Daytime Naps Boost Your Heart And Brain Health, Reduce Stress And Much More
No matter what we do during the day, we all just love to have a short siesta in the afternoon. For many people, nap is the sweetest time of the day and seems to be very beneficial.
Unfortunately, our hectic lifestyles rarely leave time for adequate rest and lack of sleep can have a detrimental effect on our health. Because sleep is critical to brain function, chronic sleep deprivation can lead to serious health problems. A mini-break during the day is an easy way to relax, rejuvenate and give the body the boost it needs to cope with everything that has happened during the day and repair itself to get back in shape for tomorrow.
This in turn causes chronic stress, which affects metabolism and circadian rhythms and leads to chronic systemic inflammation. This could be due to stress hormones, high blood pressure, anxiety and depression.
A study published in the BMJ journal Heart showed that people who took naps for just one week had lower blood pressure, lower heart rate and lower blood sugar levels than those who did not. The exact physiological processes that link napping to cardiovascular disease risk are unclear, “said the study’s lead author, Dr. J.D. Hickey of the University of California, San Francisco.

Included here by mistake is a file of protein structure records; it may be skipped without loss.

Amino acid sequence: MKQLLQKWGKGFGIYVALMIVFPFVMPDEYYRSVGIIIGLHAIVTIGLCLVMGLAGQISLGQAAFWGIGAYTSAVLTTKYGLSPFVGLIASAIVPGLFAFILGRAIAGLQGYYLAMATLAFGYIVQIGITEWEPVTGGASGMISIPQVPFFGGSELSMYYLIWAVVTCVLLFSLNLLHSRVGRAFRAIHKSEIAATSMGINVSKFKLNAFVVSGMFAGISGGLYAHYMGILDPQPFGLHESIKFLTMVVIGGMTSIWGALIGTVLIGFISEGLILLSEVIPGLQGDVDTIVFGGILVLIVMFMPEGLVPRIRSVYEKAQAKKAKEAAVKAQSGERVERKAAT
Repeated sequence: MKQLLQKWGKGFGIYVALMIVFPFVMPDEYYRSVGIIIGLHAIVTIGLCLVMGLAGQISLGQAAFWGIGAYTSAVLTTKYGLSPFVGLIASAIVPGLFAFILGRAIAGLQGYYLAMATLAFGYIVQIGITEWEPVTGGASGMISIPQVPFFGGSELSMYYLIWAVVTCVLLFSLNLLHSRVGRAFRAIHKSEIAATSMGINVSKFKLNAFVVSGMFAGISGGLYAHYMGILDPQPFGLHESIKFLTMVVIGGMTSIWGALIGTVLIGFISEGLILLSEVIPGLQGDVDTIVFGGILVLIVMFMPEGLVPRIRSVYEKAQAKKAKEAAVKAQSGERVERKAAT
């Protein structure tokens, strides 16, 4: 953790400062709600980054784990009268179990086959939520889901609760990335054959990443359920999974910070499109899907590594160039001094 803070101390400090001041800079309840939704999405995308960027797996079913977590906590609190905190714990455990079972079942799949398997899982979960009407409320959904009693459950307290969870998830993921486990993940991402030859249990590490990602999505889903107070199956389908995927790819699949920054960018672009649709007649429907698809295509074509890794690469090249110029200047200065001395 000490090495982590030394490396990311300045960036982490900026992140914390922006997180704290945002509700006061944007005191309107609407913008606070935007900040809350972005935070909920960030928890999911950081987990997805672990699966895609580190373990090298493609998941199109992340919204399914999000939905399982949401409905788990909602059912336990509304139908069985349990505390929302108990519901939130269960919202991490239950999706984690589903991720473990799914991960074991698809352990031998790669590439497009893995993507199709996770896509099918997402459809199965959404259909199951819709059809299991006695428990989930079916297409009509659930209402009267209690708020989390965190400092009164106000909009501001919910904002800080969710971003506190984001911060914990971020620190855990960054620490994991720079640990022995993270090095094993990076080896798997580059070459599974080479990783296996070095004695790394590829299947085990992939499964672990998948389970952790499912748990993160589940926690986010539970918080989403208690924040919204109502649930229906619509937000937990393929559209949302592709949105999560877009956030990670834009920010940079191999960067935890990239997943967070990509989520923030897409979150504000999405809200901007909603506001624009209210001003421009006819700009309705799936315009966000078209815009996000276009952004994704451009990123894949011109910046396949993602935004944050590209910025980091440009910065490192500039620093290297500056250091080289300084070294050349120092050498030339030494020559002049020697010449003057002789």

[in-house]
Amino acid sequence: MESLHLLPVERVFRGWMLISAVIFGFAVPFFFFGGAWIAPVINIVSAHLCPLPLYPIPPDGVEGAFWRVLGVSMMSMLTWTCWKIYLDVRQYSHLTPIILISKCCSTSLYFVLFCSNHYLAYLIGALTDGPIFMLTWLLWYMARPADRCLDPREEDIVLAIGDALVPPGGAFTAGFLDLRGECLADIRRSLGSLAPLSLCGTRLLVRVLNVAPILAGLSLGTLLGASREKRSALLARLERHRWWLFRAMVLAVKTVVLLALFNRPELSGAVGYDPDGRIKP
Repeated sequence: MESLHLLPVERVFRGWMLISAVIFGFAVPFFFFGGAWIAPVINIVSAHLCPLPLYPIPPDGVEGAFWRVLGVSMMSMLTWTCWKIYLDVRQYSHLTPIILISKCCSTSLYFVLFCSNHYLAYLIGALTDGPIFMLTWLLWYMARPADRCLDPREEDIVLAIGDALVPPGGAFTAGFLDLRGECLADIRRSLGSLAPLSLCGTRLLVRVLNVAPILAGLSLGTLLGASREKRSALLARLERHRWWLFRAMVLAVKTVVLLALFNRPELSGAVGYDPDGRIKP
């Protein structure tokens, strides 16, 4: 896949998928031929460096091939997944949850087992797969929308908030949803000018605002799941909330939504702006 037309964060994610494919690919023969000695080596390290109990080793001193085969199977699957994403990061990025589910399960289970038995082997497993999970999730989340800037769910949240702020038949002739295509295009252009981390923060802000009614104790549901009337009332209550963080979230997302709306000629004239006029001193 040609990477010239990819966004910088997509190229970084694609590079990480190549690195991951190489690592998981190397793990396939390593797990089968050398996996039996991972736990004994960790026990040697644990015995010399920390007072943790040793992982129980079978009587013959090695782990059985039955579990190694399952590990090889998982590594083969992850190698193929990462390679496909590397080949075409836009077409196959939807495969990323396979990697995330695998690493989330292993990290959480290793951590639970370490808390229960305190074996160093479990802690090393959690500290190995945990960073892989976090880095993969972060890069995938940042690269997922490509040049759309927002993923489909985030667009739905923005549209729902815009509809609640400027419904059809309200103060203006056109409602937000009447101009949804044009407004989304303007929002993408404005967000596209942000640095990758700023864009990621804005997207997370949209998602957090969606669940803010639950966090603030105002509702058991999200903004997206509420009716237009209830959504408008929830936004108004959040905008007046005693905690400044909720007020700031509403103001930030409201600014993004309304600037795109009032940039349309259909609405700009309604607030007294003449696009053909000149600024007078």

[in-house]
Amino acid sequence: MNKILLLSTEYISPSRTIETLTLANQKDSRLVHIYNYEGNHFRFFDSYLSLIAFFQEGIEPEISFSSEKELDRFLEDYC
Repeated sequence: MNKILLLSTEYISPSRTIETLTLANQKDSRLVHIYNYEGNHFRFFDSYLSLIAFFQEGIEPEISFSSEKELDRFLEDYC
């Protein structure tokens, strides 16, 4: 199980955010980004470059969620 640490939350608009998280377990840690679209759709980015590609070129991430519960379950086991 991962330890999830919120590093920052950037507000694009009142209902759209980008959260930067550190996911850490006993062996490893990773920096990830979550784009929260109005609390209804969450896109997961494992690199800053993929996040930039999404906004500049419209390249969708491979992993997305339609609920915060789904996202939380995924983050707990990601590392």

These findings add to the current debate about the health effects of afternoon naps, suggesting that not only the duration but also the frequency of naps may be important. Numerous scientists have claimed that naps of 60 to 90 minutes can be beneficial for heart, brain and brain health, as well as for general well-being. It is claimed to dramatically lower cortisol levels in the body, and numerous scientists claim it lowers blood pressure and blood sugar levels.
Even short naps increase alertness and reaction time and help you become more impulsive and more tolerant of frustration. Stress – high lifestyle keeps the sympathetic nervous system constantly active, which triggers the release of adrenaline (adrenaline in the blood) and increases the cortisol level.
Most experts say that a nap of 20-30 minutes is enough to refresh yourself if you don’t sleep – deprived, but I suspect that sleep gives you more distance from emotional events. While you may know about the benefits of nap, you may not have enough time to take a 90-minute nap in the middle of the day. Midday nap can improve perceptual learning and memory consolidation, so sleep is not just a passing thing.
Improve mental alertness, memory and motor learning, as well as reduce stress levels and blood pressure and heart rate.
Choose a dark, quiet room with a pleasant temperature and choose a comfortable bed, such as a bed in a warm, dark room or an open room with light.
Timing is very important: wrong sleep can lead to drowsiness and you will end up feeling groggy or even more tired than before. Some studies suggest that it can be beneficial to spend only half the time in bed, but it is better to try to take a nap every three to four hours in the morning and two to three hours in the afternoon. You need a few minutes every morning while you are awake, and it takes some time to wake up properly. Do not take more than two hours of continuous afternoon naps as these can interfere with your sleep.